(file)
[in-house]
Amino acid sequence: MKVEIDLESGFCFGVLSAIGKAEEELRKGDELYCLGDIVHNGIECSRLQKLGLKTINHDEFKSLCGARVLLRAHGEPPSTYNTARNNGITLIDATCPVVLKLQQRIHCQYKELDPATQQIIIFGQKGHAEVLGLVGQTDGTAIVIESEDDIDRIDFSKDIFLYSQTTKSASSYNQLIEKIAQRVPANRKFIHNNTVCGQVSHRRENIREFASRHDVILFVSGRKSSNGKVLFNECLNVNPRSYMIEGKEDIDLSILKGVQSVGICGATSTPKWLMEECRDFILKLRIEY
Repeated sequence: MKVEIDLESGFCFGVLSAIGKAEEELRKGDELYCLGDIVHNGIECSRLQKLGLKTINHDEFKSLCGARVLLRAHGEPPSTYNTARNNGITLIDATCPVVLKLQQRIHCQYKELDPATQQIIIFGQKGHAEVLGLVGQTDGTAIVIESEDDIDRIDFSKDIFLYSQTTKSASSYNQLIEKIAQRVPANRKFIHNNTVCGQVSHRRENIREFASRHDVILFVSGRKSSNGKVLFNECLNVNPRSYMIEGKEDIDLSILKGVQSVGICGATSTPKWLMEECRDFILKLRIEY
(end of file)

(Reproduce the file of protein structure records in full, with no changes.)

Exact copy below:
[in-house]
Amino acid sequence: MKVEIDLESGFCFGVLSAIGKAEEELRKGDELYCLGDIVHNGIECSRLQKLGLKTINHDEFKSLCGARVLLRAHGEPPSTYNTARNNGITLIDATCPVVLKLQQRIHCQYKELDPATQQIIIFGQKGHAEVLGLVGQTDGTAIVIESEDDIDRIDFSKDIFLYSQTTKSASSYNQLIEKIAQRVPANRKFIHNNTVCGQVSHRRENIREFASRHDVILFVSGRKSSNGKVLFNECLNVNPRSYMIEGKEDIDLSILKGVQSVGICGATSTPKWLMEECRDFILKLRIEY
Repeated sequence: MKVEIDLESGFCFGVLSAIGKAEEELRKGDELYCLGDIVHNGIECSRLQKLGLKTINHDEFKSLCGARVLLRAHGEPPSTYNTARNNGITLIDATCPVVLKLQQRIHCQYKELDPATQQIIIFGQKGHAEVLGLVGQTDGTAIVIESEDDIDRIDFSKDIFLYSQTTKSASSYNQLIEKIAQRVPANRKFIHNNTVCGQVSHRRENIREFASRHDVILFVSGRKSSNGKVLFNECLNVNPRSYMIEGKEDIDLSILKGVQSVGICGATSTPKWLMEECRDFILKLRIEY